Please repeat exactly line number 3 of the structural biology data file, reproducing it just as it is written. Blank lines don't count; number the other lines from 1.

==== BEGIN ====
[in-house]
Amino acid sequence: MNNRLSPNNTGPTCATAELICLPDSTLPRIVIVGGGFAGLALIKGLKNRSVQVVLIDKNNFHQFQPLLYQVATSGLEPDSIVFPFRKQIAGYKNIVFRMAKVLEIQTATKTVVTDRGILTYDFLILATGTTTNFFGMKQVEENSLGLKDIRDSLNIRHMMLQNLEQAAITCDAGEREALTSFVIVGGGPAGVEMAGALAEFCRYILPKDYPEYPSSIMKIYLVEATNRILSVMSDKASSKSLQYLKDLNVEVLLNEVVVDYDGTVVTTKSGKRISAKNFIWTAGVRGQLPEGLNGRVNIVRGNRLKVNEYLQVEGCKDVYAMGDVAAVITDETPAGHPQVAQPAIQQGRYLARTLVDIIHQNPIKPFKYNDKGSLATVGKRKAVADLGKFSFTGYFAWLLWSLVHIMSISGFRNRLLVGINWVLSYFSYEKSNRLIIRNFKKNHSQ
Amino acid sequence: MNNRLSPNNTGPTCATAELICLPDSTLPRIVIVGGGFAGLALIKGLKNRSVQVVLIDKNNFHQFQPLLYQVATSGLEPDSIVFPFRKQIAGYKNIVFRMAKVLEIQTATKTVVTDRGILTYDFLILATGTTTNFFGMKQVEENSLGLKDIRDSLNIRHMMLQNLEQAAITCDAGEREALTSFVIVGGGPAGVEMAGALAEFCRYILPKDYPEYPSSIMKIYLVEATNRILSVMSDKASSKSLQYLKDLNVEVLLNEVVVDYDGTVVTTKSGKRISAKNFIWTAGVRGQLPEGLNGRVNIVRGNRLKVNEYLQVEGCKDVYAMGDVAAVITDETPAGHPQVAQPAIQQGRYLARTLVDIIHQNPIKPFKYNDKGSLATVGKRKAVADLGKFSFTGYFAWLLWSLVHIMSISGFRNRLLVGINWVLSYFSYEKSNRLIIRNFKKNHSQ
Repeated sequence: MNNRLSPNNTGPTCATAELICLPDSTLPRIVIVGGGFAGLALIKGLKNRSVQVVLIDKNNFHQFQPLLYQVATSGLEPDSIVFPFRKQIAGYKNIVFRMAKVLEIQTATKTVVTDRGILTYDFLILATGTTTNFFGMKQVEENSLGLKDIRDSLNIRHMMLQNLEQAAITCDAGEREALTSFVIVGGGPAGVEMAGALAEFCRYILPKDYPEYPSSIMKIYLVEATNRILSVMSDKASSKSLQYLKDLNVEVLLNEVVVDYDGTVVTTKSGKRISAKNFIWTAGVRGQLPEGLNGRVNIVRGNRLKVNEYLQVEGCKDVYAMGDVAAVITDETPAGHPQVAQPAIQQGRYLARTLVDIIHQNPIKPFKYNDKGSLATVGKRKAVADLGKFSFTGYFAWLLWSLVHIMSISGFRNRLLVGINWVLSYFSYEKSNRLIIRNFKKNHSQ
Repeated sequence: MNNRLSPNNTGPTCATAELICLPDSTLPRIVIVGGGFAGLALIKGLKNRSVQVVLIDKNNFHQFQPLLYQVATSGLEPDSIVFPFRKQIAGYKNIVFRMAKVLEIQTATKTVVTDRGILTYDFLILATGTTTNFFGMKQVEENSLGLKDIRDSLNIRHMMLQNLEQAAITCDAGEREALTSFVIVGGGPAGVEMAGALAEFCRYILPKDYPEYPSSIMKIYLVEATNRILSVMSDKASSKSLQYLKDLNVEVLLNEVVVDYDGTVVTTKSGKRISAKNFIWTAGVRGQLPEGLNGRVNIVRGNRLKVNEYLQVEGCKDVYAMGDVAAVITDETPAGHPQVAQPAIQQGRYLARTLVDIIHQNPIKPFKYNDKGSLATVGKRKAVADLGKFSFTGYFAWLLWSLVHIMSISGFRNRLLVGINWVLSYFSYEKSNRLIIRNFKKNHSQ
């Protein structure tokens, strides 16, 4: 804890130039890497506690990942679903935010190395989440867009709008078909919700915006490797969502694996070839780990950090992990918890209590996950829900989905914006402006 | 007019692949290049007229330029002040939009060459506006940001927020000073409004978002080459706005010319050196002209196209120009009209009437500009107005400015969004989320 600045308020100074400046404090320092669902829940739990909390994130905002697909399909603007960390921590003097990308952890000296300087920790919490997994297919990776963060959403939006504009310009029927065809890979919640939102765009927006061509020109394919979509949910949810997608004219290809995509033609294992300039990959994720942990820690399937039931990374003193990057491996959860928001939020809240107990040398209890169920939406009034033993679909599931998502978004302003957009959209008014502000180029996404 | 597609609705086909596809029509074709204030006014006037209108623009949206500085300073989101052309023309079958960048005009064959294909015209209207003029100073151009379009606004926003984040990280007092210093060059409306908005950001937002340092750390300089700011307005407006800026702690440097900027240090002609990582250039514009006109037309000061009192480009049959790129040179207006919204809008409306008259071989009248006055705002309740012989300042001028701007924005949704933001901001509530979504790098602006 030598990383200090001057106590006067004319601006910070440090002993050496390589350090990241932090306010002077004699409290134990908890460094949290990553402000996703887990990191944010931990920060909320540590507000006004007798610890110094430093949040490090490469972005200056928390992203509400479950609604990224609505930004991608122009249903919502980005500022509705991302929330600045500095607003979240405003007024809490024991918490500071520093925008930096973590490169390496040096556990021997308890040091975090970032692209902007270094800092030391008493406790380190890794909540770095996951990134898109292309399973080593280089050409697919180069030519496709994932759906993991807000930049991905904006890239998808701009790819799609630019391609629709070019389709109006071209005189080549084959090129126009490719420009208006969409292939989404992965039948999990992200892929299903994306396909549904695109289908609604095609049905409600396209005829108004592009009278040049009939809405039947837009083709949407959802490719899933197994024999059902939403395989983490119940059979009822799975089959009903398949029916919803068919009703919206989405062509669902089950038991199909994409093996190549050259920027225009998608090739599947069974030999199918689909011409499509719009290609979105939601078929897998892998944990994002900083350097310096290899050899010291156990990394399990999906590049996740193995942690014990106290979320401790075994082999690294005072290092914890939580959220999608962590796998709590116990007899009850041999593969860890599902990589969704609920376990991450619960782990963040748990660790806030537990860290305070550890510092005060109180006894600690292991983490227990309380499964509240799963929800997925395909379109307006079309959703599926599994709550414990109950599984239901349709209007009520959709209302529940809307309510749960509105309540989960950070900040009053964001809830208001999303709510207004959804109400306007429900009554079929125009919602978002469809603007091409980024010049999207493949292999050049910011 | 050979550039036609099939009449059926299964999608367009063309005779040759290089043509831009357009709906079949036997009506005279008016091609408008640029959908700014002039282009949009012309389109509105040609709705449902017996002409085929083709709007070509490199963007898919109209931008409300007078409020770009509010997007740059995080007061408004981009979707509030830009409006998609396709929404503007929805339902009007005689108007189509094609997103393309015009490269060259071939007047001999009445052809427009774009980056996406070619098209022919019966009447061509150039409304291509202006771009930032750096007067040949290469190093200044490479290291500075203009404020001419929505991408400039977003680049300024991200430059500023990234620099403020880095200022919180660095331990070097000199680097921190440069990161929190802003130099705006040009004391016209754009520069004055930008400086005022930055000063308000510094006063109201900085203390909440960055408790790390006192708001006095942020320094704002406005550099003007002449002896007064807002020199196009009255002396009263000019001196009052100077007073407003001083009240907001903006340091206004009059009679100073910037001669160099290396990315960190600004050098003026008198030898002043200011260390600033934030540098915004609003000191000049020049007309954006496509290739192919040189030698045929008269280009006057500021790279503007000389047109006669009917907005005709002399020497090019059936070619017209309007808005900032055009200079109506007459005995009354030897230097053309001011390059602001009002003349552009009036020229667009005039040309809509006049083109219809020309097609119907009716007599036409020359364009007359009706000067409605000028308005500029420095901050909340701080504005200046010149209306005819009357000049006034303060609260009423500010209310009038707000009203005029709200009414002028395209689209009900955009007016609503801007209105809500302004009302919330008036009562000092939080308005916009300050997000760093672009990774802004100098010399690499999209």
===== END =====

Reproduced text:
Amino acid sequence: MNNRLSPNNTGPTCATAELICLPDSTLPRIVIVGGGFAGLALIKGLKNRSVQVVLIDKNNFHQFQPLLYQVATSGLEPDSIVFPFRKQIAGYKNIVFRMAKVLEIQTATKTVVTDRGILTYDFLILATGTTTNFFGMKQVEENSLGLKDIRDSLNIRHMMLQNLEQAAITCDAGEREALTSFVIVGGGPAGVEMAGALAEFCRYILPKDYPEYPSSIMKIYLVEATNRILSVMSDKASSKSLQYLKDLNVEVLLNEVVVDYDGTVVTTKSGKRISAKNFIWTAGVRGQLPEGLNGRVNIVRGNRLKVNEYLQVEGCKDVYAMGDVAAVITDETPAGHPQVAQPAIQQGRYLARTLVDIIHQNPIKPFKYNDKGSLATVGKRKAVADLGKFSFTGYFAWLLWSLVHIMSISGFRNRLLVGINWVLSYFSYEKSNRLIIRNFKKNHSQ